There are many ways to lose money when investing, from picking the wrong stocks to not adjusting your asset allocation as you approach retirement.
But investors too often overlook a common mistake that robs them of extra cash: Keeping money in a “sweep account” that pays next to nothing.
A sweep account is a place where your cash waits patiently while you decide how to invest it.
For example, you might have $5,000 you plan to invest gradually over the course of the year with a company of your choice — Vanguard, Fidelity, Charles Schwab or any of countless others.
Until you decide where to invest this money — such as in an individual stock or a mutual fund — the cash sits in a sweep account that typically pays some rate of interest.
You can designate where you want to keep the money. But if you do not, many companies automatically “sweep” the money into a money market account or similar vehicle paying a microscopic rate of interest.
Fidelity Investments is turning this reality on its head. The company recently announced that it will automatically direct incoming money from its customers into higher-yielding cash options available for brokerage and retirement accounts.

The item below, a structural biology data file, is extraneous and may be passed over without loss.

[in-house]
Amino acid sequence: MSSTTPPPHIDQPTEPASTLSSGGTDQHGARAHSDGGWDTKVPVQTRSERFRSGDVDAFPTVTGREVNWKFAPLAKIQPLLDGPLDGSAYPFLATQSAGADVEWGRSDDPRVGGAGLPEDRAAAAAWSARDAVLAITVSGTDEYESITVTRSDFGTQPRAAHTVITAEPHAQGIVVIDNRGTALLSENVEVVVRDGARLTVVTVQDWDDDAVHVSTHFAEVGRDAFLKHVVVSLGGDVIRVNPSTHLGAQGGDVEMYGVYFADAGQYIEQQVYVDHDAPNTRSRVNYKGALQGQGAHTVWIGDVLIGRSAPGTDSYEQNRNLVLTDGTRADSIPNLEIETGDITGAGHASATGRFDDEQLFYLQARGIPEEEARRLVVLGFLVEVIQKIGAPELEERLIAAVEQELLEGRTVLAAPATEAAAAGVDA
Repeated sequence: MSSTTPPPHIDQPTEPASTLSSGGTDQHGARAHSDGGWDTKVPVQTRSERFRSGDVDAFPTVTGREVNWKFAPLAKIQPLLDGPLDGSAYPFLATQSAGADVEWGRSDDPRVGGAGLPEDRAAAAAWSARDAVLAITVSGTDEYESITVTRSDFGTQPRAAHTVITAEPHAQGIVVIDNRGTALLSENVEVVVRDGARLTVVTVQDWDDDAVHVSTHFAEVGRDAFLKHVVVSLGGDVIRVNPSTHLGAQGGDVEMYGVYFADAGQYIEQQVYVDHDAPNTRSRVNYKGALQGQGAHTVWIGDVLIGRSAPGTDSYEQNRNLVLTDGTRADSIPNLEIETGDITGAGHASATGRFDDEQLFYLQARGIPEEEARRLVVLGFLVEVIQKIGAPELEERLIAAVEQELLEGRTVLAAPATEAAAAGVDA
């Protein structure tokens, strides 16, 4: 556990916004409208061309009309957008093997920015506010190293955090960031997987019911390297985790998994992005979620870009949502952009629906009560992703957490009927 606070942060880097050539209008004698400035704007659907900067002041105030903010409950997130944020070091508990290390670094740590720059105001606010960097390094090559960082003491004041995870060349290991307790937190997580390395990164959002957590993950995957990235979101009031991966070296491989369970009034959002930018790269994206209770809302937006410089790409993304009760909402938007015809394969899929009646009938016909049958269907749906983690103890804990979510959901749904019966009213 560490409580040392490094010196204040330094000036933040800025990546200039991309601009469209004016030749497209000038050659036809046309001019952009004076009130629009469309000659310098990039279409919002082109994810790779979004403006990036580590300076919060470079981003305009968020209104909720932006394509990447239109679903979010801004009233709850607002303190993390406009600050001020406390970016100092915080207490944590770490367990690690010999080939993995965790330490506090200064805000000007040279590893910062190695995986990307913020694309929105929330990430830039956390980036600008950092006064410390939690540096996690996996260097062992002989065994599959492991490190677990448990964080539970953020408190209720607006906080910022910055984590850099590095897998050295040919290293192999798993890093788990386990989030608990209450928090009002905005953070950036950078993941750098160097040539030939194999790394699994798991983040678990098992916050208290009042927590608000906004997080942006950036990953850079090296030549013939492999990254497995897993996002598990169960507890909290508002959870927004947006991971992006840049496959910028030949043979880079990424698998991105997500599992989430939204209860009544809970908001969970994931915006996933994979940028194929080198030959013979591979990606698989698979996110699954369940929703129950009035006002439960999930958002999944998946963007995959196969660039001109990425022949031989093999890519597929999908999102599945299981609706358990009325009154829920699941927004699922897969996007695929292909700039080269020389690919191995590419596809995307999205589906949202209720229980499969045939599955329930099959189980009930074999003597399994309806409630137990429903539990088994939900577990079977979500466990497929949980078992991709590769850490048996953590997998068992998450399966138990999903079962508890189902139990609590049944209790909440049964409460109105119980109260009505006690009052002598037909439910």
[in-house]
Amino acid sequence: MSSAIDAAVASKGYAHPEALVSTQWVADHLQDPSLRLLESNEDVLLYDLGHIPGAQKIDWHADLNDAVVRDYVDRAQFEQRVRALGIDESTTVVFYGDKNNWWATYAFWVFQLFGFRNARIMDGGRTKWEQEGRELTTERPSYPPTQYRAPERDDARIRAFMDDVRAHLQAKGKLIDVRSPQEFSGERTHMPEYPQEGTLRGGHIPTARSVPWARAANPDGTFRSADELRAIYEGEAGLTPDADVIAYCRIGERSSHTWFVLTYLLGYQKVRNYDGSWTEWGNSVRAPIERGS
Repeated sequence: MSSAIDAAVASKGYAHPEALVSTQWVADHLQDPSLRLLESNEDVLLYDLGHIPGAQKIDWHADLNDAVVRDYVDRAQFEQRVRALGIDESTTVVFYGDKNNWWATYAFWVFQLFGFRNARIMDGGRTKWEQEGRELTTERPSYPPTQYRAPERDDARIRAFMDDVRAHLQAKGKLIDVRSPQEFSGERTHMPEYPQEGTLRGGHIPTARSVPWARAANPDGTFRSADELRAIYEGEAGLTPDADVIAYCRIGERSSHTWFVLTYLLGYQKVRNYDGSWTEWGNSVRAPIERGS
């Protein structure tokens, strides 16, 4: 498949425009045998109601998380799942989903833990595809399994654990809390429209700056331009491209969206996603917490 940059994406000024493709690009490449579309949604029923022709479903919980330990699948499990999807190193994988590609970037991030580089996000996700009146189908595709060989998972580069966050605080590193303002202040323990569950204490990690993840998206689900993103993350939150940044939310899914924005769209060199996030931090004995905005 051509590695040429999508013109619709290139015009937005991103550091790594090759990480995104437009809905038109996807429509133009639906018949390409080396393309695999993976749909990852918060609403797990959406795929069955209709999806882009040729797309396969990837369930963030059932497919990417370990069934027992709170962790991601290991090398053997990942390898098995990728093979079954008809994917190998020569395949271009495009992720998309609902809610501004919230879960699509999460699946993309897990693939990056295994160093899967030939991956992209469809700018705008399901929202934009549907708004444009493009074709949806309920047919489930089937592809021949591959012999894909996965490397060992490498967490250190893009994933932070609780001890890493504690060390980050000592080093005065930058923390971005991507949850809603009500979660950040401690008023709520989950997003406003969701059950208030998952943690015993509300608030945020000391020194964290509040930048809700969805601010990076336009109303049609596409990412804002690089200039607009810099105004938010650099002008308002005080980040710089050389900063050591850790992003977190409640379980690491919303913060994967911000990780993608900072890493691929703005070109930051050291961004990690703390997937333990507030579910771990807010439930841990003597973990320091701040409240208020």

Fidelity illustrates the advantage of its new policy by comparing what an investor would have earned on his or her money on Aug. 5 in default sweep accounts at four companies. (The default sweep account Fidelity used in its own example was the Government Money Market Fund.)
- Fidelity: 1.91%
- Charles Schwab: 0.18%
- E-Trade: 0.07%
- TD Ameritrade: 0.04%
Fidelity emphasizes that customers still have the ability to hold their cash in the account of their choosing. But it also notes that research indicates that many investors pay little or no attention to the rate paid on cash they are holding. The company continues:
“Fidelity has made it easy for customers by automatically giving them the higher yielding option at account opening, while also providing other investment options for those customers who prefer it.”
Perhaps unsurprisingly, a recent J.D. Power survey found that Fidelity is tops for customer satisfaction among self-directed investors who seek some guidance, as we reported in “DIY Investors Love These 3 Brokerage Firms.”
How to earn more on your cash
The moral of the story for all investors and savers — regardless of whether you have a Fidelity account — is to leave no stone unturned when it comes to earning more on your money.
As Fidelity notes, $10,000 held for a year in an account earning 1.91% will earn $191 annually. That compares to earning just $18 in an account paying 0.18%.
So, get started earning more today. Research the options at the company of your choice to make sure you are parking your cash in the right place.
Once you find a better alternative, read “How to Switch Banks in 5 Steps” for a painless, step-by-step guide to making the switch.
How do you make more on your money? Share your tips in comments below or on our Facebook page.
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